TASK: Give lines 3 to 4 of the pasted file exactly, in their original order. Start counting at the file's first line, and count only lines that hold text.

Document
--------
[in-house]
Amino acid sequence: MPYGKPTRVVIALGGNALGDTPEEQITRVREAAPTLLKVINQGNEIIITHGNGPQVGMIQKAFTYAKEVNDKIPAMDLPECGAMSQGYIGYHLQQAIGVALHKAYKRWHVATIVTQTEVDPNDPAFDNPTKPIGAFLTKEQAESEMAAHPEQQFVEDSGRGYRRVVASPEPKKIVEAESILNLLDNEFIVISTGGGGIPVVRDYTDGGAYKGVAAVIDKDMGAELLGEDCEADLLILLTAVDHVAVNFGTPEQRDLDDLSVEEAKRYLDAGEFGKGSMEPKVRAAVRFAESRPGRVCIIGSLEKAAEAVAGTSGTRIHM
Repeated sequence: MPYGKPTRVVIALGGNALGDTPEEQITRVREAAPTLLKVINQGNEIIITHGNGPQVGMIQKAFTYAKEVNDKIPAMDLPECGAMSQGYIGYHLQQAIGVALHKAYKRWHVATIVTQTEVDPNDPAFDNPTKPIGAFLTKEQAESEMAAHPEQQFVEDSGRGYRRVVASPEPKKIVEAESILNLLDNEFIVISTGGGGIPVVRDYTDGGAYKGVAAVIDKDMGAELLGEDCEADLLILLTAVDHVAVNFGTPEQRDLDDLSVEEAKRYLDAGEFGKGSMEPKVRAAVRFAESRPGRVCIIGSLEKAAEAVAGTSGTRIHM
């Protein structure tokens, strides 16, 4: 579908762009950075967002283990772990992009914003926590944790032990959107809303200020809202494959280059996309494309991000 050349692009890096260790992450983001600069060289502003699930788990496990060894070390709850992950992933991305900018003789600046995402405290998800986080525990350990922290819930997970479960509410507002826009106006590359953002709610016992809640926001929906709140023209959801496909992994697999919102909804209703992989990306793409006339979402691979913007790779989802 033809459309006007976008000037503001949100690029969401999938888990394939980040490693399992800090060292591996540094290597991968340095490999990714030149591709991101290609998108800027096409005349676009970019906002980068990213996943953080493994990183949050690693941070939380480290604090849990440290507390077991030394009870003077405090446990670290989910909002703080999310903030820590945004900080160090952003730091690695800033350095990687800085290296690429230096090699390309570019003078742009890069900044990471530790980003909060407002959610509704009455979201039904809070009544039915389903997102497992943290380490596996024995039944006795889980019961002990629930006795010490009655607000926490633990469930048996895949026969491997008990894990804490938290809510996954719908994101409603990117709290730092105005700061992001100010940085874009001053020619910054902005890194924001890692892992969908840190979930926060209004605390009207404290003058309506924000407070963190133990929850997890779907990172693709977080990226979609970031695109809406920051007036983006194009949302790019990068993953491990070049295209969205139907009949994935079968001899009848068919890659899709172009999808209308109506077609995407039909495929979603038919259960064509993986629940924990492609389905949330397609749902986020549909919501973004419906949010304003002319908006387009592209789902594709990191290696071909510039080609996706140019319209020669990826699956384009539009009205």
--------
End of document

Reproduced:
Repeated sequence: MPYGKPTRVVIALGGNALGDTPEEQITRVREAAPTLLKVINQGNEIIITHGNGPQVGMIQKAFTYAKEVNDKIPAMDLPECGAMSQGYIGYHLQQAIGVALHKAYKRWHVATIVTQTEVDPNDPAFDNPTKPIGAFLTKEQAESEMAAHPEQQFVEDSGRGYRRVVASPEPKKIVEAESILNLLDNEFIVISTGGGGIPVVRDYTDGGAYKGVAAVIDKDMGAELLGEDCEADLLILLTAVDHVAVNFGTPEQRDLDDLSVEEAKRYLDAGEFGKGSMEPKVRAAVRFAESRPGRVCIIGSLEKAAEAVAGTSGTRIHM
């Protein structure tokens, strides 16, 4: 579908762009950075967002283990772990992009914003926590944790032990959107809303200020809202494959280059996309494309991000 050349692009890096260790992450983001600069060289502003699930788990496990060894070390709850992950992933991305900018003789600046995402405290998800986080525990350990922290819930997970479960509410507002826009106006590359953002709610016992809640926001929906709140023209959801496909992994697999919102909804209703992989990306793409006339979402691979913007790779989802 033809459309006007976008000037503001949100690029969401999938888990394939980040490693399992800090060292591996540094290597991968340095490999990714030149591709991101290609998108800027096409005349676009970019906002980068990213996943953080493994990183949050690693941070939380480290604090849990440290507390077991030394009870003077405090446990670290989910909002703080999310903030820590945004900080160090952003730091690695800033350095990687800085290296690429230096090699390309570019003078742009890069900044990471530790980003909060407002959610509704009455979201039904809070009544039915389903997102497992943290380490596996024995039944006795889980019961002990629930006795010490009655607000926490633990469930048996895949026969491997008990894990804490938290809510996954719908994101409603990117709290730092105005700061992001100010940085874009001053020619910054902005890194924001890692892992969908840190979930926060209004605390009207404290003058309506924000407070963190133990929850997890779907990172693709977080990226979609970031695109809406920051007036983006194009949302790019990068993953491990070049295209969205139907009949994935079968001899009848068919890659899709172009999808209308109506077609995407039909495929979603038919259960064509993986629940924990492609389905949330397609749902986020549909919501973004419906949010304003002319908006387009592209789902594709990191290696071909510039080609996706140019319209020669990826699956384009539009009205």